I’ve been using Periscope for over a month, putting it into practice two days after its release at #edcampSouthJersey. There, I was able to Periscope the session board, the raffle, and other things. Since then, I have used the app several times to live-stream my presentations, and those of friends, for our colleagues who may not be in attendance. However, most fascinating to me has been the use of the app with students. (Pro tip: Feel free to substitute “Meerkat” every time I say Periscope, depending on your preference.)
As conventional wisdom goes, students tend to exert more effort when they know they have an audience. My PLN has helped my students with suggestions about portfolio design, argumentative writing, digital citizenship, even soccer. Students have even begun to ask me to Periscope their activities in class.
Keep in mind that I am acting as a human filter. Since the app’s release, it has undergone a couple of updates, which allow users to restrict comments only to people they follow, or to leave the broadcast on private. I tend to go with the former, as 99% of the people I follow are educators. Since I have begun using this option, the occurrences of foul language and annoying refrigerator references have been eliminated. Now, I feel comfortable projecting my phone onto a screen for all to see (still haven’t tried it though).
Why not just allow my students to use it in class on their own devices, or install it on the school iPads? The short answer is that there is too much room for error. The people my students follow are not the same people whom I follow. Even if there were a magical way for me to go through and approve my students’ followers, it would be a very likely disaster that someone would forget to enable that third option. Someone may say something awful to them, and I just don’t want that on my conscience. Yes, my students are all over 13. To my understanding, I am well within my rights under COPPA to use it in this way; however, I don’t think it would be very ethical. I will revisit COPPA shortly, but speaking of ethics…
My Criteria for Periscoping with Students
Periscope is a new app, although the process of livestreaming has been around for some time. However, with all of the hype surrounding Periscope, many teachers (like yours truly) are learning about the process and curious to see what it can do for education. My personal opinion, after more than a month of usage, is that it’s a total game-changer. Usually, I lose interest in shiny new things after a few weeks, but I think Periscope (and Meerkat) are here to stay.
When I started using the app, I would film over my students’ shoulders and not show faces, in order to protect their privacy. This is still a good idea to do when in doubt. However, I have come up with four simple criteria to decide whether or not I will show faces:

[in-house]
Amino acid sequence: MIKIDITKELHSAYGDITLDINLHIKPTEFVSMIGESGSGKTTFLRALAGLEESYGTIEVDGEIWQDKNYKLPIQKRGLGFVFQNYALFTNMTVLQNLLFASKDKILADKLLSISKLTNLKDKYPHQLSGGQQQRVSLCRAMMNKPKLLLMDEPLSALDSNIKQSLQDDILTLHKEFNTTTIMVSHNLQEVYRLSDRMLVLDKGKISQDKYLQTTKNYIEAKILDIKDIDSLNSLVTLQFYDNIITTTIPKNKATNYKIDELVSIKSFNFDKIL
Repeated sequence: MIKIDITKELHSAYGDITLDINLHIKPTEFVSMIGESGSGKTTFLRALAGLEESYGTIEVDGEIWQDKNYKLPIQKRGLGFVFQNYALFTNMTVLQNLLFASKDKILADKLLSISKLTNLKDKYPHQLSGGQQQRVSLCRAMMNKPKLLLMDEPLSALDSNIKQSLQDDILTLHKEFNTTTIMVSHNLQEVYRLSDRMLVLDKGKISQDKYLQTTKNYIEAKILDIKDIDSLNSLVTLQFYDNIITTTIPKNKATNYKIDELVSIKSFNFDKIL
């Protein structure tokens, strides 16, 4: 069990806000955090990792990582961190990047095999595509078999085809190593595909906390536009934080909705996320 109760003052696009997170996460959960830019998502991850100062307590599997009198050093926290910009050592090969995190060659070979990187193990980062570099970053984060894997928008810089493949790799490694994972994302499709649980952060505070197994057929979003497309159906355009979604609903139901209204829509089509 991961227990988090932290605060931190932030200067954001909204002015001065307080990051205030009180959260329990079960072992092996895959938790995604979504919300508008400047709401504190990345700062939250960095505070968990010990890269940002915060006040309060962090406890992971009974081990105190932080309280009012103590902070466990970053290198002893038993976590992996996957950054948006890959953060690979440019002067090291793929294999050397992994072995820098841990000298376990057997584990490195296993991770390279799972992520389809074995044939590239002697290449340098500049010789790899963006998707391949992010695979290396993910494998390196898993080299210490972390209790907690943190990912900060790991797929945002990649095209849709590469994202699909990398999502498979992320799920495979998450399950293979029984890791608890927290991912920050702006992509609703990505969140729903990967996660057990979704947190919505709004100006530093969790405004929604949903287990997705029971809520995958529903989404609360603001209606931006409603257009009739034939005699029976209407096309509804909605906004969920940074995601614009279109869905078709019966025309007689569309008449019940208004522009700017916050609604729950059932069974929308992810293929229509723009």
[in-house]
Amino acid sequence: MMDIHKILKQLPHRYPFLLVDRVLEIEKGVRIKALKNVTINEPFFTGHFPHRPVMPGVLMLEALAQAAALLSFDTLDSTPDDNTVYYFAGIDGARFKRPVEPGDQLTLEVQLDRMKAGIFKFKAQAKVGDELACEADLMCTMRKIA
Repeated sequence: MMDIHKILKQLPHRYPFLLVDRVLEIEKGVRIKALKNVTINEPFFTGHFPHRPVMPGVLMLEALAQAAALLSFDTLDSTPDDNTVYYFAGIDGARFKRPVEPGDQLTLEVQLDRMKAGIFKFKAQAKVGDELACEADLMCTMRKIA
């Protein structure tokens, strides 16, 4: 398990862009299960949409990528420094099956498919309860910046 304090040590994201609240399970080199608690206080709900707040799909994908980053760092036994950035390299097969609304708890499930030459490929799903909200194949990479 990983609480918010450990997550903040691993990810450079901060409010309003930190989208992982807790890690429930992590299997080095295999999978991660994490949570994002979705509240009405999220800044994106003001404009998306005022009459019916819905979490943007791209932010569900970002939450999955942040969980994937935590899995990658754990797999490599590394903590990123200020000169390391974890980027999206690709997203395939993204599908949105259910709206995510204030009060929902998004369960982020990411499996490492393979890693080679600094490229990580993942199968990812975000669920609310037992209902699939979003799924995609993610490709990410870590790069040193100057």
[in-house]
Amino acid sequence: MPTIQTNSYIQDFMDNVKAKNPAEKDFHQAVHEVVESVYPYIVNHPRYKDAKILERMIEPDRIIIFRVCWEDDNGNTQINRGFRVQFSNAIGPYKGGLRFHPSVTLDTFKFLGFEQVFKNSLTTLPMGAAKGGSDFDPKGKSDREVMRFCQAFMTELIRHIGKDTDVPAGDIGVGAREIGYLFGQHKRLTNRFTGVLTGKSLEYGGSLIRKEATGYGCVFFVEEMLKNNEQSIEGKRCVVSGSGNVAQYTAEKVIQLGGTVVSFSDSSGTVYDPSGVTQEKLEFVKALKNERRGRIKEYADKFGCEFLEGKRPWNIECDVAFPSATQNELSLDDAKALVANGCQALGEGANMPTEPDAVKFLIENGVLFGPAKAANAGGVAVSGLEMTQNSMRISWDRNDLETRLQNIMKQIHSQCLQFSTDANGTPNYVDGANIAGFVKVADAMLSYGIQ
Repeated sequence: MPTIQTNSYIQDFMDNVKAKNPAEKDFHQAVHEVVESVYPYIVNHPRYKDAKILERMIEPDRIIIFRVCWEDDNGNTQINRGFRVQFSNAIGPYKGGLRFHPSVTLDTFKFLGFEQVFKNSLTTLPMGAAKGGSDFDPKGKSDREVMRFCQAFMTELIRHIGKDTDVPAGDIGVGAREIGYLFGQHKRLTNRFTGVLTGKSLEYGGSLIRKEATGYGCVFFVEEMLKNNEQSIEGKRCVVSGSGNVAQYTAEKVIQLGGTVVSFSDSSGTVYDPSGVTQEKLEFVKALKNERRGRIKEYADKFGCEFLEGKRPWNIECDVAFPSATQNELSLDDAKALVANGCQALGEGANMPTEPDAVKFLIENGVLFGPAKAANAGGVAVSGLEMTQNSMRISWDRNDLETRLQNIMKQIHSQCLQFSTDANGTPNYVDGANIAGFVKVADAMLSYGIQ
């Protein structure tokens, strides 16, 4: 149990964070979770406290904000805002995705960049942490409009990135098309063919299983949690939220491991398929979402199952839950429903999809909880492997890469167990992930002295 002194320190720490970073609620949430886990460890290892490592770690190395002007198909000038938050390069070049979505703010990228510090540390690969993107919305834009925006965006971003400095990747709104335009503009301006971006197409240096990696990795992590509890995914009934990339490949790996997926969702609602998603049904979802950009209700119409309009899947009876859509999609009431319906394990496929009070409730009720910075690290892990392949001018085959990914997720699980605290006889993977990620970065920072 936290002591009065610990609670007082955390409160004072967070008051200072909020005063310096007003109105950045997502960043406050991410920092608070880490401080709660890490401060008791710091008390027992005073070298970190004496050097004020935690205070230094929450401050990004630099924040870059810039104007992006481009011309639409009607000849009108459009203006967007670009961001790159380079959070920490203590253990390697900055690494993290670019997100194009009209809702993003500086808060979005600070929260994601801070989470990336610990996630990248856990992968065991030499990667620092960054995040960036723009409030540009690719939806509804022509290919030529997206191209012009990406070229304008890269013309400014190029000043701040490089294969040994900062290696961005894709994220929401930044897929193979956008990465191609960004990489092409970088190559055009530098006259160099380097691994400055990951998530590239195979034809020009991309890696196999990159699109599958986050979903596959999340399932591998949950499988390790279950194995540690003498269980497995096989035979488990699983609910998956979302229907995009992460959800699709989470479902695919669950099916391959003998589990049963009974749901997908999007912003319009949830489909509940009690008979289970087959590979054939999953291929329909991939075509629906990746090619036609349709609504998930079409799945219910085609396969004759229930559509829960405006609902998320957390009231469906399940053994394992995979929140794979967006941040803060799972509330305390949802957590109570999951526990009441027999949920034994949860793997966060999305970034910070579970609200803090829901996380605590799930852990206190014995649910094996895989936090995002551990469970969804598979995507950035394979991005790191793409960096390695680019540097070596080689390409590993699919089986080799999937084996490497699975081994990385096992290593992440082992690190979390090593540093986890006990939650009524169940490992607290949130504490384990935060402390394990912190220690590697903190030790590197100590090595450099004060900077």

- The student has a publicity release on file. Our county sends home publicity release forms with students on the first day of school. The parents have the option to check whether or not they give permission for their child to be shown online or in any other medium. An affirmative response is mandatory for student athletes (who account for approx 3/4 of our middle school…hee!).
- The student is 13 or older. Told ya we’d come back to COPPA 🙂 I teach 8th grade English, so all of my students met this criterion by October.
- The student gives his/her consent to being livestreamed. This is probably the most important of all, because it is basic human respect. We should not film those who do not want to be filmed, regardless of age. Period.
- I disable replays. Mostly from my own overprotectiveness, I immediately tap on the progress bar as the Periscope prepares for playback. This disables anyone from going back and watching it. However, I have also auto-saved my Periscopes to my camera roll by clicking on the gear icon in the top right corner of my profile page, and then enabling auto-save. If, for some reason, it becomes necessary to share the video later, I have it on my phone for easy uploading to YouTube or whatever. (Pro-tip: This may be very helpful for flipped instruction.)
Of course, there are exceptions to the rules. For example, part of the reason the sports players have to sign the release form is because spectators might post videos online. So, it’s expected that if you play, you may be taped. I therefore have no problem Periscoping students from grades 6-8 playing school sports. (Yet another pro-tip: It’s nice to have this video for your school website or YouTube page.)
Periscope is a fantastic tool, with many great implications, but we have to be sure to keep respect for students at the forefront of our minds. Again, when in doubt, it’s best to leave out any identifying information. I’ve loved using the app to make my classroom a bit more transparent and glean suggestions from my PLN, and am looking forward to what the future holds with livestreaming.